“Tom Brady is the poster child for everything that is right,” Kraft said to Curran. “Not just with the NFL, but with professional sports in general and why we wouldn’t be looking to be putting somebody like him on a platform and effectively showcase him as everything that is great about a professional athlete. Both in terms of his work ethic, his discipline on the field, how he is as a father, as a husband and what he does in the community. He is everything that is great about the NFL and professional sports and to see what has happened to him, at least for me personally, as somebody is fortunate enough to know him and have him as a friend, that is probably even more disheartening to me because he doesn’t deserve it.
“And you throw the first-round pick into it, it gets very frustrating and very angry and disappointing, but at some point you have to realize, you have to turn the energy and attention towards things that will be productive. The league meetings start really the 2016 season and for us, we have to go out and have a very successful year.”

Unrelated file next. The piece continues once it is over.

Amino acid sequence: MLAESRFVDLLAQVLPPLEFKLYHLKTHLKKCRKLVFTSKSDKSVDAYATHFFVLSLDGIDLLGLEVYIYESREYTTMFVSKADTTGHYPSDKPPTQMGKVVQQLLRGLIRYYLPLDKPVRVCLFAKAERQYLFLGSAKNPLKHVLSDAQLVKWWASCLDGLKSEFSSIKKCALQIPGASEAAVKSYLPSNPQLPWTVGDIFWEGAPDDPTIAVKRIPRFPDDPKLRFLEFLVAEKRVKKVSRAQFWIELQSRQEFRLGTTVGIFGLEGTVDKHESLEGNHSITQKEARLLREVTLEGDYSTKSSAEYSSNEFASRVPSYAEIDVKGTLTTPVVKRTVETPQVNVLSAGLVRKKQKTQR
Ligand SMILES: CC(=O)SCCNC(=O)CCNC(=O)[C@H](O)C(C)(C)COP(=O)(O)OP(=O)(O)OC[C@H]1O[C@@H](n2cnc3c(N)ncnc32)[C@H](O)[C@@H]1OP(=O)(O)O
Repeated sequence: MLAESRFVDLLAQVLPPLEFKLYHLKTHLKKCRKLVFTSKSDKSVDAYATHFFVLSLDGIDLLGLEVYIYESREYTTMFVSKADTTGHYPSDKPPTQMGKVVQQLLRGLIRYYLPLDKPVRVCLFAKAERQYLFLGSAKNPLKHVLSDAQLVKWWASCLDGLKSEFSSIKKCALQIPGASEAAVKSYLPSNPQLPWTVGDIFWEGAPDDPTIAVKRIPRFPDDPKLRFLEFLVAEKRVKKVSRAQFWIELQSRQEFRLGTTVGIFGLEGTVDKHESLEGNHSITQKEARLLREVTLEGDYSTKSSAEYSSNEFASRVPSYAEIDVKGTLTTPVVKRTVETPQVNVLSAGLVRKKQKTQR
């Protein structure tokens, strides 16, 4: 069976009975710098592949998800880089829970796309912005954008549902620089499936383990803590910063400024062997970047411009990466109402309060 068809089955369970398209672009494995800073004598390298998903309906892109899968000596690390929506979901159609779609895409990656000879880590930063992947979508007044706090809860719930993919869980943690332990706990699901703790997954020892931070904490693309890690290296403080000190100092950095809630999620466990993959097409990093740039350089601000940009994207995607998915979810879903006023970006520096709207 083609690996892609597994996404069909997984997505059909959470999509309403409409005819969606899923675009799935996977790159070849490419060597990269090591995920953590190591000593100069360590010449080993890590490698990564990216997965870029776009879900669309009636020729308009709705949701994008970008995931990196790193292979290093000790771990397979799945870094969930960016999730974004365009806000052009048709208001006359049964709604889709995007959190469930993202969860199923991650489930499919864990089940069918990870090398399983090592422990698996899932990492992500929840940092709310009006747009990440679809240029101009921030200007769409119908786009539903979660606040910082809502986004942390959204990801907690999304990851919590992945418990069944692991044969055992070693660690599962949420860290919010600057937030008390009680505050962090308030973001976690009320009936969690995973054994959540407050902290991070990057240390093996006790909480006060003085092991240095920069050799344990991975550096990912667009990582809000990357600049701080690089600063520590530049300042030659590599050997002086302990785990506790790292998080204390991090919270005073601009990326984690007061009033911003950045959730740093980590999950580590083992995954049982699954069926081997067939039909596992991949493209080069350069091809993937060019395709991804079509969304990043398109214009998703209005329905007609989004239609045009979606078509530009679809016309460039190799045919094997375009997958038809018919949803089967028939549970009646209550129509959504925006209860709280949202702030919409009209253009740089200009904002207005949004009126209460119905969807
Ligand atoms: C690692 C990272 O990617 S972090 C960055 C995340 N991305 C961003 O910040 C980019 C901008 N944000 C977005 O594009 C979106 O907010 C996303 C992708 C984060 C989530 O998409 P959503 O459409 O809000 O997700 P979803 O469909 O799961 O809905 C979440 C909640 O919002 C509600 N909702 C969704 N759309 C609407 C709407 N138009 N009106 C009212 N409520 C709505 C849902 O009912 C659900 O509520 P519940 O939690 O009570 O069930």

Deflategate aside, Kraft said he’s excited to get back to playing games on the field. He also discussed the recent offseason acquisitions and also hinted why the Patriots traded Chandler Jones.
While Bill Belichick didn’t have much to say about Chandler Jones following his trade to the Cardinals, the rest of the AFC East seems glad to get him out of the division.
In his four years in the league, Jones has totaled 36 sacks, including a career-high 12.5 this past season.